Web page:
The PGA of America has once again chosen Davis Love III to lead the US Ryder Cup team. I explain why this has the makings of a terrible decision.
The first news of the Ryder Cup captaincy came as more of a “leak” rather than an announcement. We heard from Tim Rosaforte that Davis Love III was going to be captain again.
My first feeling was disappointment that they did not take my suggestion of a Ryder Cup CEO, but rather choosing the safer route of picking a popular figure in the game. My second feeling? How could this be the result of the Ryder Cup task force? To pick DL3 again?
If the answer to the question is that, yes, this is the result of the task force, then I am extremely disappointed. This is a “more of the same” type of move rather than trying to make the big changes the U.S. Ryder Cup needs. Sure, Davis is a nice guy and he had basically won the 2012 Ryder Cup before his team’s lousy Sunday singles play, but he is not change. He is one of the many losing captains the U.S. team has had in its recent past. How as a fan of the U.S. team can you not feel anything but disappointment?
Continue reading “The Ryder Cup Disappoints Again”
Last year, Callaway golf brought back an old favorite in the form of the Big Bertha and Big Bertha Alpha. Now the company has added to the line up with the new and faster V Series.
At the beginning of 2014, Callaway made a rather large splash in the driver world with the reintroduction of the Big Bertha driver. The return of perhaps the most iconic name in the company’s history was met with great success. The Big Bertha Alpha was a first of its kind driver that allowed golfers to change the vertical center of gravity of the club. The standard version of the club was also popular and allowed golfers a wide array of features that could be fine tuned to fit their games best. I was lucky enough to be the staff member that reviewed the Big Bertha driver, and it was one that found a home in my bag for a long period of time. However, it eventually did lose it’s spot to a different Callaway driver, the FT Optiforce 440, which I had reviewed just a little while before the Big Bertha.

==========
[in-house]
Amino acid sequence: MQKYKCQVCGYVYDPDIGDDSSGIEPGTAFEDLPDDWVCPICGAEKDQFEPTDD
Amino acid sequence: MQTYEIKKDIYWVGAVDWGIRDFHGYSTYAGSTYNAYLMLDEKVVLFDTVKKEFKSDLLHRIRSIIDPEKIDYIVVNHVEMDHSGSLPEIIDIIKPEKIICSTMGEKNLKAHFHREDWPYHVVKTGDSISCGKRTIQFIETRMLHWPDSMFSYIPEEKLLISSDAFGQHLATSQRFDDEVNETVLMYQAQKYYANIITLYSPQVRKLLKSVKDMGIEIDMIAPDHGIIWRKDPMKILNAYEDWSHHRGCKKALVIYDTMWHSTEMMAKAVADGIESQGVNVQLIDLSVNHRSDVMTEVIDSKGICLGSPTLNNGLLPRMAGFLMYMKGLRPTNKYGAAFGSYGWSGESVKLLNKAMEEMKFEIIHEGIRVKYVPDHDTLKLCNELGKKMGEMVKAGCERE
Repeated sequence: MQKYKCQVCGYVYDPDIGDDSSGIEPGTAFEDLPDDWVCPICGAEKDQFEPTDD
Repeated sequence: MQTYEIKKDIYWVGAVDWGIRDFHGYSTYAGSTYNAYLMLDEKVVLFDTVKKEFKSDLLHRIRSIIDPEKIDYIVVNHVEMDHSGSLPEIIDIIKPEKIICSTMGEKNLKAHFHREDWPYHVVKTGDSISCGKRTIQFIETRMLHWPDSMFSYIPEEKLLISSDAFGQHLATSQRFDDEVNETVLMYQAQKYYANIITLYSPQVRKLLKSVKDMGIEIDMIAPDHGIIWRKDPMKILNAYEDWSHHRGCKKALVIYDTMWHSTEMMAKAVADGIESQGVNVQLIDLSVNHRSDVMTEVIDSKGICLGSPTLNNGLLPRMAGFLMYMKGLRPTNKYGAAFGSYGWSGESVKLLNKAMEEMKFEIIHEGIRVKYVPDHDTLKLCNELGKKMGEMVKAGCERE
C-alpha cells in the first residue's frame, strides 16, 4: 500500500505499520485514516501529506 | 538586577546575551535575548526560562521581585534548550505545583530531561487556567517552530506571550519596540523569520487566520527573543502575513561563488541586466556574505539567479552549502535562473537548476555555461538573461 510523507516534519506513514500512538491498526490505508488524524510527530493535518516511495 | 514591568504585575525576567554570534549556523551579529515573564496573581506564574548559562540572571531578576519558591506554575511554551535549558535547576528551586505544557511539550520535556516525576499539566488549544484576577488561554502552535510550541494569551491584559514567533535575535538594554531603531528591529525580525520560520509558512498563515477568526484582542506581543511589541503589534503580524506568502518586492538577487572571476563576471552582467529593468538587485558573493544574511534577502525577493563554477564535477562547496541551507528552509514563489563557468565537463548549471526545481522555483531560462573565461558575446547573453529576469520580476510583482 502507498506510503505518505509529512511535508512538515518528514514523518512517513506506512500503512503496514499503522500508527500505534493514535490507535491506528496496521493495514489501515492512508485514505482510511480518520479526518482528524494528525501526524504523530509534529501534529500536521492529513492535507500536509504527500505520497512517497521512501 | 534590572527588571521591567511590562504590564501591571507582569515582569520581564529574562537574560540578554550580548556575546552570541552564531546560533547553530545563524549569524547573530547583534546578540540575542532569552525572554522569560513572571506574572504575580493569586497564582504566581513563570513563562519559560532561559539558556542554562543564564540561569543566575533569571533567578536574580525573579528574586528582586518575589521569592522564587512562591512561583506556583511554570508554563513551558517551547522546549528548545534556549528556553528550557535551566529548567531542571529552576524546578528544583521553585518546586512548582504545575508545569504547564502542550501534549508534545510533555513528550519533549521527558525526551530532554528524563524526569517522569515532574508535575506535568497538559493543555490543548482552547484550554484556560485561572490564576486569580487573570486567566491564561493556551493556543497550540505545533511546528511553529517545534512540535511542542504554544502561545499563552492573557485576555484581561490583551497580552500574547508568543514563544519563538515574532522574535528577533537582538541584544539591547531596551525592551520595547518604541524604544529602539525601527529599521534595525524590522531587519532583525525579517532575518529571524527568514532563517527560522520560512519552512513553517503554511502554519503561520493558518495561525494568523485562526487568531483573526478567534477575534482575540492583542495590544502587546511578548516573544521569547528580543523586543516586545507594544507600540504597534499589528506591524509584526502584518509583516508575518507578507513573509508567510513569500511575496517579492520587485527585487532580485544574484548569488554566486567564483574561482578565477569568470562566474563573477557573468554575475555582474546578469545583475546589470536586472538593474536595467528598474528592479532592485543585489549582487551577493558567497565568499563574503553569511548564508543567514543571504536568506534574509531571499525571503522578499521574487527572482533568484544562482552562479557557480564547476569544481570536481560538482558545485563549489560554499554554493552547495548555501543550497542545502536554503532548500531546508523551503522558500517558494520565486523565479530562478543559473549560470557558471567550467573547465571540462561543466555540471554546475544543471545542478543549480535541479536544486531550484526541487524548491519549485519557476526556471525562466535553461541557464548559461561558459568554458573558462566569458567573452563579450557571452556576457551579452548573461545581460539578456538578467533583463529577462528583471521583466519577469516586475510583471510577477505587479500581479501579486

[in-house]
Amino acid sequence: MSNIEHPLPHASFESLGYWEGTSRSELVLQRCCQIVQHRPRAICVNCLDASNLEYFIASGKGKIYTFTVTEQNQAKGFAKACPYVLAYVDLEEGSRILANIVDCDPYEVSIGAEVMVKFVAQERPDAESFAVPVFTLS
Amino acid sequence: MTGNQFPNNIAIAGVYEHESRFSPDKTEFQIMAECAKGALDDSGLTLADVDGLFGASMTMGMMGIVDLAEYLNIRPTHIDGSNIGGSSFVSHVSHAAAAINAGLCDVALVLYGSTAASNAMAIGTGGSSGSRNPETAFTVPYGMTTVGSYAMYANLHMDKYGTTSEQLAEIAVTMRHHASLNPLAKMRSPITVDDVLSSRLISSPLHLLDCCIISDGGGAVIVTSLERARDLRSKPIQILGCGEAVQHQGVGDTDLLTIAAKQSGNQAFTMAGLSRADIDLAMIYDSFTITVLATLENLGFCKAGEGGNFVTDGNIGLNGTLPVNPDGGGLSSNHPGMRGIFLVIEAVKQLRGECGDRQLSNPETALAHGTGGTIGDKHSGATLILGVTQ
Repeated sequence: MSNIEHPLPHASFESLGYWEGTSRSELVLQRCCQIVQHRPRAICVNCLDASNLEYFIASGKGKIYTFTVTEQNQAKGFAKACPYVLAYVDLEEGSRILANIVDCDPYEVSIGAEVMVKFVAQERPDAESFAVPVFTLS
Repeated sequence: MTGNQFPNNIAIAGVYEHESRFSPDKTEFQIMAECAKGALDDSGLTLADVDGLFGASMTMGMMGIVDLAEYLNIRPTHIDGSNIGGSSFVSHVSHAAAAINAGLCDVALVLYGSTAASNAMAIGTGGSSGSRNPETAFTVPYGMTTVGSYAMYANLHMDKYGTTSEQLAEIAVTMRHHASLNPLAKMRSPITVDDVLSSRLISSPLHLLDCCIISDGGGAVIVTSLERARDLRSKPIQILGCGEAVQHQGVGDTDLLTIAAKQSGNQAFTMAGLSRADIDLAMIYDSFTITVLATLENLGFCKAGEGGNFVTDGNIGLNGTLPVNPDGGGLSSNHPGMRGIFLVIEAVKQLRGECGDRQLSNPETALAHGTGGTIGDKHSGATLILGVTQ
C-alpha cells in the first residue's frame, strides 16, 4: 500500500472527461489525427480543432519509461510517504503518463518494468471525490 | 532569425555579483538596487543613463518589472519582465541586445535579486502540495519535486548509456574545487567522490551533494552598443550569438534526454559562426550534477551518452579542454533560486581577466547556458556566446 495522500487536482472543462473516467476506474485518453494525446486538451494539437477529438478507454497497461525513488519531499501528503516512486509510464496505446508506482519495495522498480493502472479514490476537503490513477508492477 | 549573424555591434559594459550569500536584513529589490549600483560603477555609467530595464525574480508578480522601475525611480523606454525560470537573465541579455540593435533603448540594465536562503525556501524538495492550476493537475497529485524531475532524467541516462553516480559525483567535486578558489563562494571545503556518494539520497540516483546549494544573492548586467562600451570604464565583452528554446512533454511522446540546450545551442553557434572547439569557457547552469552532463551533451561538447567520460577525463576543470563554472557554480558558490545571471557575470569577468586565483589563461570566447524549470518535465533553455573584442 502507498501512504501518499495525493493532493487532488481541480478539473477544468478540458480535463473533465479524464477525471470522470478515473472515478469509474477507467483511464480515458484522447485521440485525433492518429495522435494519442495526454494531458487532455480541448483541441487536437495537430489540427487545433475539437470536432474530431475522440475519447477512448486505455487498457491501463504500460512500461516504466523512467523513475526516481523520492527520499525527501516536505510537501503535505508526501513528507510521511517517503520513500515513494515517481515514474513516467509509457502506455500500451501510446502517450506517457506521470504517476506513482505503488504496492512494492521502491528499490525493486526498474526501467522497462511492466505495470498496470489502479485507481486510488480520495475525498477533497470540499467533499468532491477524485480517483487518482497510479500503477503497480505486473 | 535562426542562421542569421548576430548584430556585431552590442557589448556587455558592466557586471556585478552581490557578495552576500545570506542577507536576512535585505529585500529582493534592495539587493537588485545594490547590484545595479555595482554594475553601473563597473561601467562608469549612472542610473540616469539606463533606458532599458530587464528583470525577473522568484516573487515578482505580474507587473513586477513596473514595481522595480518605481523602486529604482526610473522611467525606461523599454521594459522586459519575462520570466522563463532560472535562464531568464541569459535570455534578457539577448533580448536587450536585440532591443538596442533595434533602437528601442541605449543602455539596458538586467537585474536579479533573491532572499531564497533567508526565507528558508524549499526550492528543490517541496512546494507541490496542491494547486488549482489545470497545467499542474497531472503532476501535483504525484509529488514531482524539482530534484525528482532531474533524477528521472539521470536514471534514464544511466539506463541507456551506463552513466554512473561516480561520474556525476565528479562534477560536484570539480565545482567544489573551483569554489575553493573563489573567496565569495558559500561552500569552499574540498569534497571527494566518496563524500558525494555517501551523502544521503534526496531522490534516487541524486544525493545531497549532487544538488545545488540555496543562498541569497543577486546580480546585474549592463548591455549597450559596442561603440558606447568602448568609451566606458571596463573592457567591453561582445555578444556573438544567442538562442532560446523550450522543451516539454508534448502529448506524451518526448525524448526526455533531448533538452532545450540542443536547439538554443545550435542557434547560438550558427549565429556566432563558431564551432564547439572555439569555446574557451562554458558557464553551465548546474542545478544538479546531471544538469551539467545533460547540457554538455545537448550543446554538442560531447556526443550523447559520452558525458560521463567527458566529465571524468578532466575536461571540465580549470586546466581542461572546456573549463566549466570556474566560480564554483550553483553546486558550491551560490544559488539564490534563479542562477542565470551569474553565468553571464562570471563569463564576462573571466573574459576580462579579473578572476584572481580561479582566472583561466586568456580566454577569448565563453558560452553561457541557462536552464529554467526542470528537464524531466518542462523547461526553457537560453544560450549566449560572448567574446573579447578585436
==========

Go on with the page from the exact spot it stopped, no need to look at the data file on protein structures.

Enter the Big Bertha V Series. While some might figure because of the name that it is meant to replace the 2014 Big Bertha; that actually isn’t the case. It is really the replacement to the FT Optiforce which I loved so much. The first thing that I noticed about the V Series driver is that many of the bells and whistles of the Big Bertha were missing. For example, there are no sliding weights or Gravity Cores. In fact, the only adjustment that can be made is at the hosel, as the club features the Optifit hosel which has become standard on Callaway clubs. However, don’t let the lack of features fool you, this is still a club that packs a punch. Read on to get the full review.
Continue reading “Callaway Big Bertha V Series Driver Review”
Another playoff at Riviera, Lydia Ko notches a victory, and an NFL kicker wants a shot at Tiger.
This week we saw James Hahn get his first PGA Tour win at the Northern Trust Open, Lydia Ko win her 17th event this month (still fact-checking that one), and Scott Piercy get lost in an ocean of sand traps.
Tiger Woods was ruled out of the next few events, and Josh Scobee wants in.
All that, plus an antsy Michael Jordan, a second dose of DLIII, and a bit of manufacturing innovation from PING.
Let’s get into it.
Continue reading “Volume Four Hundred Twenty One”
Can the Titleist 915F deliver performance equal to its good looks?
What do you want a fairway wood to do? Do you only play it from the short grass when you need to reach the green from a long way out? Is it your go-club off the tee when your driver becomes untrustworthy?
I have long had a love-hate relationship with fairway woods. Some handle hitting off the tightest of lies with no problem, but provide such a shallow face that hitting off the tee causes undue angst. Others look like mini drivers and handle tee shots like champs, but getting the ball airborne off the fairway is a much less likely proposition.
So when the first spy shots of the 915F came out and I started reading about its features, I was immediately interested in finding out if the F could retain its playability off the turf in its new larger footprint. Maybe, the 915 could fit the bill for the elusive all around fairway wood.
For this review, I had a 15° 915F with the stock Mitsubishi Diamana M+ Red 60 shaft.
Continue reading “Titleist 915F Fairway Wood Review”
Callaway brings maximum adjustability in a driver that is both low-spinning and forgiving.
In early 2014, Callaway released the Big Bertha Alpha driver. With it, they introduced the ability to adjust a driver’s center of gravity up or down through their patented Gravity Core. While this was an innovation in driver adjustability, the club itself didn’t really find its way into the hands of the masses.